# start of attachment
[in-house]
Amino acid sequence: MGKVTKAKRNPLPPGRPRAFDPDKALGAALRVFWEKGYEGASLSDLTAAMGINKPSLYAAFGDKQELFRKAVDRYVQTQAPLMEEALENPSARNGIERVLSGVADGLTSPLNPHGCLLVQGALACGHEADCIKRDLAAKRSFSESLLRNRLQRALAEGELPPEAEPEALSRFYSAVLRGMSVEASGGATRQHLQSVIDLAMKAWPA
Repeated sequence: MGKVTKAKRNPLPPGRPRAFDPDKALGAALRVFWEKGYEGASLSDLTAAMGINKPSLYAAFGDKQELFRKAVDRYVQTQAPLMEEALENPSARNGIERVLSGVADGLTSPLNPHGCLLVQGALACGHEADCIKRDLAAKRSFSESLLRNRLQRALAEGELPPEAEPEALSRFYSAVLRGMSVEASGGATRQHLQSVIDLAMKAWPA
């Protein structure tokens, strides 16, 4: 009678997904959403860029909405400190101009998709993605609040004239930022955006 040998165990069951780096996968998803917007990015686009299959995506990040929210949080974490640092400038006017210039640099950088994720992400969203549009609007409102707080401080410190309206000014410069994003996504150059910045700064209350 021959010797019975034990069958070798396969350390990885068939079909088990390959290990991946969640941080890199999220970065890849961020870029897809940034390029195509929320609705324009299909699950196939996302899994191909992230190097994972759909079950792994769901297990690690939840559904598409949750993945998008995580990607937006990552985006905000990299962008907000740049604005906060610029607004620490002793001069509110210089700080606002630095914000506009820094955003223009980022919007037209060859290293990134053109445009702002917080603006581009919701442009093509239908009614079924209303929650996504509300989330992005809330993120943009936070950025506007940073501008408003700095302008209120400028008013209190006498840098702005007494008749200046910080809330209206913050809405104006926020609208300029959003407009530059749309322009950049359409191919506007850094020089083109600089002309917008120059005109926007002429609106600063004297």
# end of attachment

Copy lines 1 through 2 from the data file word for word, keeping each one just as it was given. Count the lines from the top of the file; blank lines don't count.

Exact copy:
[in-house]
Amino acid sequence: MGKVTKAKRNPLPPGRPRAFDPDKALGAALRVFWEKGYEGASLSDLTAAMGINKPSLYAAFGDKQELFRKAVDRYVQTQAPLMEEALENPSARNGIERVLSGVADGLTSPLNPHGCLLVQGALACGHEADCIKRDLAAKRSFSESLLRNRLQRALAEGELPPEAEPEALSRFYSAVLRGMSVEASGGATRQHLQSVIDLAMKAWPA